The wildcat strike last Friday by most of Spain's air traffic controllers reminded me once again why it is always wise to travel with emergency cash. Travelers from North America and elsewhere arrived in Madrid or Barcelona last Friday morning, only to find that all flights to and from Spanish airports were canceled!

Intrepid travelers who carried cash were able to hire taxis to take them on to Portugal, southern Spain, or elsewhere. Thousand of others had to sit it out or check into local hotels--if indeed any rooms were available. So here are three good reasons to carry extra cash when you travel:

1. Air travel shuts down. On 9/11 it was for terrorism. Last year it was due a a volcano spewing ash from Iceland. An air controller's strike, such as the one in Spain, can happen at any place and at any time.

2. One of your friends may be in immediate need of financial help. Just a few weeks ago we were preparing to fly back to the States from Loreto, Baja California Sur. My friend Cris came by our hotel to pick us up and take us to the airport, but not in his older but well-kept Nissan sedan. He was driving a rickety, rusted Astro van that was not safe to take beyond the end of the city bus line. What had happened?

"I stopped off at a small store last night," he said, "and a drunk driver smashed into my car and totalled it!" The driver had no insurance. This was the car Cris was about to use to travel to an extremely important convention in Tijuana just a few days hence. There was no time to hunt down an ATM and even if there had been, I am limited to $300 withdrawal per day. Fortunately I had a wad of $100 bills in the snap pocket of my western shirt. I handed them to Cris and we raced to the airport. The next week Chris and family were at the convention in Tijuana.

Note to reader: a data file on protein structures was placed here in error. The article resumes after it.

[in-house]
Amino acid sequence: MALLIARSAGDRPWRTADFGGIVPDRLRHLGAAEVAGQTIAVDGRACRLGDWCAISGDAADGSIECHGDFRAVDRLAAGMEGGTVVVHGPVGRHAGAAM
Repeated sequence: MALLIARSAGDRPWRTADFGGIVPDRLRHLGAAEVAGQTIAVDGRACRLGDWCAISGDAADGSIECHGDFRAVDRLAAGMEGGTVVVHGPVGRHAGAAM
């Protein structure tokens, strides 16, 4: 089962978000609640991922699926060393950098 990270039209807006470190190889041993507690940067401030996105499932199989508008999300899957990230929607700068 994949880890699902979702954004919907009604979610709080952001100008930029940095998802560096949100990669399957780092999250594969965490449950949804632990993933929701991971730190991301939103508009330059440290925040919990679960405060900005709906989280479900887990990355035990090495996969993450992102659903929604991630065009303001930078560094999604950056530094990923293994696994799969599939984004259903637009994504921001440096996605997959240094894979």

3. Even if you are not the type who helps out friends in need, cash can solve problems you had not forseen.

Example: I once had a confirmed coach ticket for an aisle seat on a flight from New York to Madrid. When I showed up at the gate, I discovered to my horror that I had been re-assigned to a middle seat. I am claustrophobic when it comes to middle seats. I travel only in aisle seats, so what to do?

I boarded the plane but stepped aside to explain to the flight attendant that once all were seated, I was going to walk down the aisle with cash in my hand. "I'll offer a $100 bill to anyone who will trade an aisle seat for my center seat, and if no one volunteers, I will raise the price a hundred at a time until--"

"Wait here," she said with a smile. "I'll fix it." When the passengers were seated, she went back to row 32 and spoke to a passenger. He immediately gave his seat up to me, so I assume he was "deadheading" [free flight for an airline employee] and had to take whatever seat he was given. Nevertheless, had this not been the case, I was in a position to buy my way out of a center seat.

In some so-called developing countries, nothing but cash will get you out of a sticky situation. So the next time you travel, carry some extra dollars or euros.